After weeks of campaigning, the next Conservative leader is Boris Johnson.
He pledged to make Britain “the greatest place on Earth” during his campaign to become the next Prime Minister, but what else has he pledged?
Mr Johnson has maintained that Britain will leave the European Union on October 31, “do or die, come what may”.
He has not ruled out suspending Parliament in order to force through a no-deal Brexit, a move considered highly controversial by many MPs.
“I am not necessarily convinced that Parliament can sort out the problem that Parliament has helped to create,” he explained.
Among his strategies for delivering Brexit is attempting to negotiate another withdrawal agreement with Brussels and holding onto the so-called "divorce bill" money requested by the EU while a trade agreement is resolved.
He says a no-deal Brexit is an "essential tool" in negotiations with the EU.
Mr Johnson has spoken strongly against a backstop on the Northern Irish border, and would not allow for any “time limits or unilateral escape hatches” in his Brexit deal.
On his Cabinet
Mr Johnson said it would be “impertinent” to comment on his cabinet before he is sworn in.
However, he has promised that a woman will be chosen for a top four job.
"Top four job? I think I'm going to say... yes," he said.
On foreign policy
Mr Johnson’s relationship with Donald Trump would likely be a defining element of his first few months in power.
He criticised the US leader for a series of “totally unacceptable” tweets directed towards four US congresswomen, but stopped short of calling Mr Trump "racist".
The former Foreign Secretary has ruled out backing the United States in any war against Iran, as tensions between the countries become increasingly heightened.
“If you say that going to war with Iran now represents a sensible option for us in the west, I just don't believe it is,” Mr Johnson said.
On domestic policy
Mr Johnson told talkRADIO the first thing he will do as Prime Minister is increase “spending on education around the country and lifting up the per capita spend”.
“Number two, we want to have a big programme of transport infrastructure."
He has also pledged to boost police numbers by 20,000 in three years; however only a day after making that promise he admitted it would be a “stretch” to meet that target.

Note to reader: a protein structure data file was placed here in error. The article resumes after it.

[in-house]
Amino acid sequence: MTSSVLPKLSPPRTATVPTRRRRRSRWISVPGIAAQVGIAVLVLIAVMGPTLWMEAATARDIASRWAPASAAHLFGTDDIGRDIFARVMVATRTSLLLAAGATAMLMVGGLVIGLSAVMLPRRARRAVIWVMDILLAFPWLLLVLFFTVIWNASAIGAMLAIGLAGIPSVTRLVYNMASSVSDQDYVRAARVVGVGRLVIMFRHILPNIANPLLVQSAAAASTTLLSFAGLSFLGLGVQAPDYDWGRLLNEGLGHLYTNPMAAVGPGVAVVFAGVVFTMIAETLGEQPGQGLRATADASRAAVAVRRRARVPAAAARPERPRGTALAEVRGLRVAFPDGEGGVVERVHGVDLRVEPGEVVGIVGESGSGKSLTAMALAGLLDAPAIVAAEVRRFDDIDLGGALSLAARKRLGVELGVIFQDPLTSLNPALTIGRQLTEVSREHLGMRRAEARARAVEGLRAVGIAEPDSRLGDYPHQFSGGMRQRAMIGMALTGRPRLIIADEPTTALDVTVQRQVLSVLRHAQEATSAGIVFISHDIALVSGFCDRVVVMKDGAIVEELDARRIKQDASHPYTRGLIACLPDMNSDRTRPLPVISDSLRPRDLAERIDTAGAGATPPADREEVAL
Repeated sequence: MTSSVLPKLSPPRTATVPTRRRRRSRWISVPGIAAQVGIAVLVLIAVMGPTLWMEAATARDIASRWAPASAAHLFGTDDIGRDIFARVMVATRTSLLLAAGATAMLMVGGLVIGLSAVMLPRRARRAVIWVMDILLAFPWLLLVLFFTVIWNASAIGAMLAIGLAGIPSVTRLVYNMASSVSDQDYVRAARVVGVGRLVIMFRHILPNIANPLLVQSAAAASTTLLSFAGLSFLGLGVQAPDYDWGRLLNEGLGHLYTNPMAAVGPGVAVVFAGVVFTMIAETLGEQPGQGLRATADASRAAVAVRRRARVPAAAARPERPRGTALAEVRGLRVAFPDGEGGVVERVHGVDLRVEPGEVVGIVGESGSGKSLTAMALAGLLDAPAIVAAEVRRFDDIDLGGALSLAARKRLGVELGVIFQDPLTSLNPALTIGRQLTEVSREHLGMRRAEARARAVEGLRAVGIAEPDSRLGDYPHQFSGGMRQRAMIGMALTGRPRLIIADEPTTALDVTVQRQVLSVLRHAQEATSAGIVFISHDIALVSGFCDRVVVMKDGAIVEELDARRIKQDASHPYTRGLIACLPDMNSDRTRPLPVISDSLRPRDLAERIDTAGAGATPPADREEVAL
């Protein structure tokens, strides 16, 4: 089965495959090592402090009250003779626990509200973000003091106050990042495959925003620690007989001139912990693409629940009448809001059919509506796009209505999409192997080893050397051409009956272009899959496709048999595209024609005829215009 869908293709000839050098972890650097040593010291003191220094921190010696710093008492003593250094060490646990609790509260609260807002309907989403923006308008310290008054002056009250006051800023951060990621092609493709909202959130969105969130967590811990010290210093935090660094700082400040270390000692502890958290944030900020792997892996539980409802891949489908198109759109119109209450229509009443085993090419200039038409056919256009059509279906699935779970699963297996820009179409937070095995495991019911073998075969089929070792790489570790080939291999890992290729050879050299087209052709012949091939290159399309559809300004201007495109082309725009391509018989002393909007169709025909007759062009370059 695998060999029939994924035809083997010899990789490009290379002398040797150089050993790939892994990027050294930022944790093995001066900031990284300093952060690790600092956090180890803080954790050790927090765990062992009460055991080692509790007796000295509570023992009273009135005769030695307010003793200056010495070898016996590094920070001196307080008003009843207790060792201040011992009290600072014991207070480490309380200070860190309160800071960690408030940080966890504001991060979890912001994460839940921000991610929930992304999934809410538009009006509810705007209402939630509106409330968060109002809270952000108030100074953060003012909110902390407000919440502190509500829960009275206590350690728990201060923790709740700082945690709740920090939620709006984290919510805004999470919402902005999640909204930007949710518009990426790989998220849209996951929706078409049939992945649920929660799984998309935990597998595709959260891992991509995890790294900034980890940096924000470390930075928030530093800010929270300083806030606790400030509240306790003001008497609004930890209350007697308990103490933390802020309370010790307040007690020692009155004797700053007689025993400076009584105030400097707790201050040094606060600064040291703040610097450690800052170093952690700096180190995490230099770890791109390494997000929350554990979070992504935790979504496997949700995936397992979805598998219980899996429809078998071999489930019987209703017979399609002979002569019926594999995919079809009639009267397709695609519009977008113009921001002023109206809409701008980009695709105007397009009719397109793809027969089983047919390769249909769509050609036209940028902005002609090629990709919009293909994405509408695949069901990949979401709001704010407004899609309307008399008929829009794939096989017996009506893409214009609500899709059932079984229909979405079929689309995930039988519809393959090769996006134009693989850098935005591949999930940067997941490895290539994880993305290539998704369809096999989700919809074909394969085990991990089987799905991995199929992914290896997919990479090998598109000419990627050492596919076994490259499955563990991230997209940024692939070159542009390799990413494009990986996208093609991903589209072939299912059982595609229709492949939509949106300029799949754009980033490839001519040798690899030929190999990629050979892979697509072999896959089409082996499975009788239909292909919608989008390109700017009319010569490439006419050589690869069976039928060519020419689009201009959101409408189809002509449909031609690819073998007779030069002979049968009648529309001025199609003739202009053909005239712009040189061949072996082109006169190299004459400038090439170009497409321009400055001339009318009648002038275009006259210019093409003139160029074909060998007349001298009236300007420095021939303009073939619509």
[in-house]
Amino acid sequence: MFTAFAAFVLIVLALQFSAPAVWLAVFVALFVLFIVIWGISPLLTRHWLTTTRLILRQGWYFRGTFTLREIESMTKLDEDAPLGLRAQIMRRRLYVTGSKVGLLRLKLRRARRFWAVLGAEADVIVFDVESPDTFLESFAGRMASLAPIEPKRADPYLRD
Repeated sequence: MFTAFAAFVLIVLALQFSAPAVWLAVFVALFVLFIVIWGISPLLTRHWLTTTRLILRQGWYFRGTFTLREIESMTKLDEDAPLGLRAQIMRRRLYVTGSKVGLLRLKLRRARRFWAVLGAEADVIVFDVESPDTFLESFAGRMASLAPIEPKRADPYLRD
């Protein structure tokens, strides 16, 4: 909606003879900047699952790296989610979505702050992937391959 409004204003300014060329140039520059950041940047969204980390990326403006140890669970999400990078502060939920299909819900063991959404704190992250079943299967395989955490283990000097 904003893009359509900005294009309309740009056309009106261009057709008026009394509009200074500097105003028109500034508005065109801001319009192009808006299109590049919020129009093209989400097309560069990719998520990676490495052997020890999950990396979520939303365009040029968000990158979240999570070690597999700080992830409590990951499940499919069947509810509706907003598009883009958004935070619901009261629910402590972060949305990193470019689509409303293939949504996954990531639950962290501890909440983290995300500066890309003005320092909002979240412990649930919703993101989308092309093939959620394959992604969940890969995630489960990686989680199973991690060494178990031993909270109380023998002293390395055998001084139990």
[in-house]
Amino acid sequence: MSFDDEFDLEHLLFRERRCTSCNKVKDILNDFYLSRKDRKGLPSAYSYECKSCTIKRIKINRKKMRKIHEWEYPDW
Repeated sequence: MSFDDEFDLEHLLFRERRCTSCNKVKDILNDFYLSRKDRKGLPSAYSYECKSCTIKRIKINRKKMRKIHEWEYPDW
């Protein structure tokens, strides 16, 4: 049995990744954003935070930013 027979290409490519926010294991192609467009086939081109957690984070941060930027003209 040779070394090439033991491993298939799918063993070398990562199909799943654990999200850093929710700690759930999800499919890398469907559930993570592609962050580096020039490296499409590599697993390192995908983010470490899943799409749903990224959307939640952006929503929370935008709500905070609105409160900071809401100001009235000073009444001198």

Mr Johnson faced criticism within the Conservative Party early in his campaign for pledging to raise the 40 per cent tax threshold from £50,000 to £80,000.
He also said he would offer “preferential” tax treatment to companies that look after their staff, particularly on mental health issues.
“Yes, of course all tax breaks cost money. But any loss in revenue would be more than made up by the gains in productivity and the savings in NHS spending,” he said.
Mr Johnson promised to halt hikes on so-called “sin taxes”, which include levies on tobacco, alcohol and sugar.
“Rather than just taxing people more, we should look at how effective the so-called 'sin taxes' really are, and if they actually change behaviour,” he said.
He has supported an increase in stop-and-search police patrols to crack down on knife crime in London.
On his personal life
Mr Johnson has refused to say whether he would live with his partner Carrie Symonds in Downing Street.
“I've had a pretty ruthless rule on not commenting on that side of things and I don't intend, if I may, to break it after 30 years,” he said.
“I don't want to get into any kind of presumptuous theorising about living in Downing Street at all.”
His personal life made headlines in June when police were called to Ms Symonds’ home in the early hours of the morning.
Neighbours had heard shouting, however police said there was “no cause for police action”.